Hopkins-Cole reaction

From Wikipedia, the free encyclopedia
Jump to: navigation, search

The Hopkins-Cole reaction, also known as the glyoxylic acid reaction, is a chemical test used for detecting the presence of tryptophan in proteins.[1] A protein solution is mixed with Hopkins Cole reagent, which consists of glyoxylic acid. Concentrated sulfuric acid is slowly added to form two layers. A purple ring appears between the two layers if the test is positive for tryptophan.[2][3] Nitrites, chlorates, nitrates and excess chlorides prevent the reaction from occurring.[4]


  1. ^ R.A. Joshi (2006). Question Bank of Biochemistry. New Age International. p. 64. ISBN 978-81-224-1736-4.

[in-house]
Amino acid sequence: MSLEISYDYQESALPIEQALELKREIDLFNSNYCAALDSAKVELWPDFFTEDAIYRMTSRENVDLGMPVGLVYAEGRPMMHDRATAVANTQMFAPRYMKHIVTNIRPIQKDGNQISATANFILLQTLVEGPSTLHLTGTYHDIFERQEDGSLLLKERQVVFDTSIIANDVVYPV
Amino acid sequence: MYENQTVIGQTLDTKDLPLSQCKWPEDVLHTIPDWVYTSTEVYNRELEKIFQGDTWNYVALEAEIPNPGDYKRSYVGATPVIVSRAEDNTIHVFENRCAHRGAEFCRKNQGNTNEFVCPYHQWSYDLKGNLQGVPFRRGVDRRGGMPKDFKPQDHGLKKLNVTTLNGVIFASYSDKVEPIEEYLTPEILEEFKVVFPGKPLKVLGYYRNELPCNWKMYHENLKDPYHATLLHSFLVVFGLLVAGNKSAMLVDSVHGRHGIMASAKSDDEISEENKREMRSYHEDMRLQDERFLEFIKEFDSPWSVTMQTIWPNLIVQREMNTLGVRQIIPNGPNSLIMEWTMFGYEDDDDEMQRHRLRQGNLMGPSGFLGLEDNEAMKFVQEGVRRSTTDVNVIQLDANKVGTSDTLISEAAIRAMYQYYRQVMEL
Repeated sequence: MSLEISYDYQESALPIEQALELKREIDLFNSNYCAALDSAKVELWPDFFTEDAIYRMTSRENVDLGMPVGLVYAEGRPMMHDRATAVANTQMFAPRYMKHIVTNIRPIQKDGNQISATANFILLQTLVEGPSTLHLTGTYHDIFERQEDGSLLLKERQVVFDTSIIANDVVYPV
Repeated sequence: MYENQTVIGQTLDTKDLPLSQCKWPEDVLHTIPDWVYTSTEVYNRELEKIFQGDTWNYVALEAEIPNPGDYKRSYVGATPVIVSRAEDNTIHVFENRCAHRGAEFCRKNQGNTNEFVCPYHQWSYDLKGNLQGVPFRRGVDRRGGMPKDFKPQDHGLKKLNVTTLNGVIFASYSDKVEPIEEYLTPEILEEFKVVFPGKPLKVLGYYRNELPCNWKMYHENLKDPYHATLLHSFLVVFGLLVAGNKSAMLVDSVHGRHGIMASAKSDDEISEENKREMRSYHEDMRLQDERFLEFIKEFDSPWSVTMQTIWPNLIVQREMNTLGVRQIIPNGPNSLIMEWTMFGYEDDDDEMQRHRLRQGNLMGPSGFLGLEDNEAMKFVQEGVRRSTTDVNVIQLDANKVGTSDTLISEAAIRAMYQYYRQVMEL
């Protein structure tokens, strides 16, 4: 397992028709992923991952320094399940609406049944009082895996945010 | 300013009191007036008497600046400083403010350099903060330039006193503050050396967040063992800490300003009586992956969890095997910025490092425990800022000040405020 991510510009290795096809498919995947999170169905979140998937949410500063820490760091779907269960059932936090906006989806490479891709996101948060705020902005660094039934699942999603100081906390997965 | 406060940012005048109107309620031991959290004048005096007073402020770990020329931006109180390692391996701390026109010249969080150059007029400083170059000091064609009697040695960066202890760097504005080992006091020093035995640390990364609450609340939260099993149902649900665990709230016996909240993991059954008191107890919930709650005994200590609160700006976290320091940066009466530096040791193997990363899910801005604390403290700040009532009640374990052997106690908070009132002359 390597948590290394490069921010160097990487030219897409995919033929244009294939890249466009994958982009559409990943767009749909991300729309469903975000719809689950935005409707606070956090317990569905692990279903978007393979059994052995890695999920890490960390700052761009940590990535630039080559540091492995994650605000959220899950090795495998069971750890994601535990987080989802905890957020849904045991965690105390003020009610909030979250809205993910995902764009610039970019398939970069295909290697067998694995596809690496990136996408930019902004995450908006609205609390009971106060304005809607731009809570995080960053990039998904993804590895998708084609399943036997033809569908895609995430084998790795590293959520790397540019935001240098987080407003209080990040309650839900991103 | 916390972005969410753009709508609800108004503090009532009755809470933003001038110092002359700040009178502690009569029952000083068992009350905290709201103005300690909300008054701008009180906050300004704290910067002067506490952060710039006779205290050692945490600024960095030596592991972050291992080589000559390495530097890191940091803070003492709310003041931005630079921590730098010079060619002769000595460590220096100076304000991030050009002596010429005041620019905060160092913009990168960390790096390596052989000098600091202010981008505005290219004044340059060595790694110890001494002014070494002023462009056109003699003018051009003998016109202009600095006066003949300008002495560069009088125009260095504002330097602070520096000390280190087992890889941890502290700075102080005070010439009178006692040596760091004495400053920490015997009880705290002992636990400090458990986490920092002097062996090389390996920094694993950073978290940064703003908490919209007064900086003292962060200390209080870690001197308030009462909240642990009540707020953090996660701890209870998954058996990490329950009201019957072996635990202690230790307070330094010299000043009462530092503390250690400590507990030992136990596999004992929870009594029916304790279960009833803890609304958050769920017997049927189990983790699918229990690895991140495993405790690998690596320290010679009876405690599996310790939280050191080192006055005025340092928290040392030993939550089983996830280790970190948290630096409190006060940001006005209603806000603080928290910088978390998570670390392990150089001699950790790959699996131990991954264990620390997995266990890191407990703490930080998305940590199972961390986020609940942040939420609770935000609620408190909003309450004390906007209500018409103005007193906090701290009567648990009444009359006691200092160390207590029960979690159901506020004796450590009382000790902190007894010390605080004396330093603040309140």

2. ^ Debajyoti Das (1980). Biochemistry. Academic Publishers. p. 56. ISBN 978-93-80599-17-5. 
  3. ^ P. M. Swamy (2008). Laboratory Manual on Biotechnology. Rastogi Publications. p. 90. ISBN 978-81-7133-918-1. 
  4. ^ Chatterjea (1 January 2004). Textbook of Biochemistry for Dental/Nursing/Pharmacy Students. Jaypee Brothers Publishers. p. 51. ISBN 978-81-8061-204-6.